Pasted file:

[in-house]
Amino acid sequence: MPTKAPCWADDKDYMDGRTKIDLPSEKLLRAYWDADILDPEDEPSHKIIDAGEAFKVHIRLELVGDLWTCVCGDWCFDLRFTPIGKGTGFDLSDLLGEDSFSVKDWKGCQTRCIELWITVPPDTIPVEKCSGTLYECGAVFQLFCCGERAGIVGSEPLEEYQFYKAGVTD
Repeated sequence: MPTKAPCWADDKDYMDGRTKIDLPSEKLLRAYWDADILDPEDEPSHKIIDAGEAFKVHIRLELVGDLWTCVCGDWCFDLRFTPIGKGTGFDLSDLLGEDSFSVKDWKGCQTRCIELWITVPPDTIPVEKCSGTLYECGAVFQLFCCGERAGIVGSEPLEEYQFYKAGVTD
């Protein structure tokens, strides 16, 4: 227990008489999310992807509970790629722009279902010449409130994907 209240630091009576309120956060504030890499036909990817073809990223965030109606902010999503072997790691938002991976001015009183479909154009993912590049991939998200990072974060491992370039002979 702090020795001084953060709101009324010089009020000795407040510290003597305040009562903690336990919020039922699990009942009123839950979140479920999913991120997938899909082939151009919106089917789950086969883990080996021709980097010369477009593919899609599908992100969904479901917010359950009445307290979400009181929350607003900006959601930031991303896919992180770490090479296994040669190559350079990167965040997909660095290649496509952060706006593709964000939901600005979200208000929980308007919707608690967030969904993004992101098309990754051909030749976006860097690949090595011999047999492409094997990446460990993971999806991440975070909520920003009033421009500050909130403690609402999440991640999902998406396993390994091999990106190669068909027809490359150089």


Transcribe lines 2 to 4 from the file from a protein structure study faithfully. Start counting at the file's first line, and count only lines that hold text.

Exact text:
Amino acid sequence: MPTKAPCWADDKDYMDGRTKIDLPSEKLLRAYWDADILDPEDEPSHKIIDAGEAFKVHIRLELVGDLWTCVCGDWCFDLRFTPIGKGTGFDLSDLLGEDSFSVKDWKGCQTRCIELWITVPPDTIPVEKCSGTLYECGAVFQLFCCGERAGIVGSEPLEEYQFYKAGVTD
Repeated sequence: MPTKAPCWADDKDYMDGRTKIDLPSEKLLRAYWDADILDPEDEPSHKIIDAGEAFKVHIRLELVGDLWTCVCGDWCFDLRFTPIGKGTGFDLSDLLGEDSFSVKDWKGCQTRCIELWITVPPDTIPVEKCSGTLYECGAVFQLFCCGERAGIVGSEPLEEYQFYKAGVTD
């Protein structure tokens, strides 16, 4: 227990008489999310992807509970790629722009279902010449409130994907 209240630091009576309120956060504030890499036909990817073809990223965030109606902010999503072997790691938002991976001015009183479909154009993912590049991939998200990072974060491992370039002979 702090020795001084953060709101009324010089009020000795407040510290003597305040009562903690336990919020039922699990009942009123839950979140479920999913991120997938899909082939151009919106089917789950086969883990080996021709980097010369477009593919899609599908992100969904479901917010359950009445307290979400009181929350607003900006959601930031991303896919992180770490090479296994040669190559350079990167965040997909660095290649496509952060706006593709964000939901600005979200208000929980308007919707608690967030969904993004992101098309990754051909030749976006860097690949090595011999047999492409094997990446460990993971999806991440975070909520920003009033421009500050909130403690609402999440991640999902998406396993390994091999990106190669068909027809490359150089």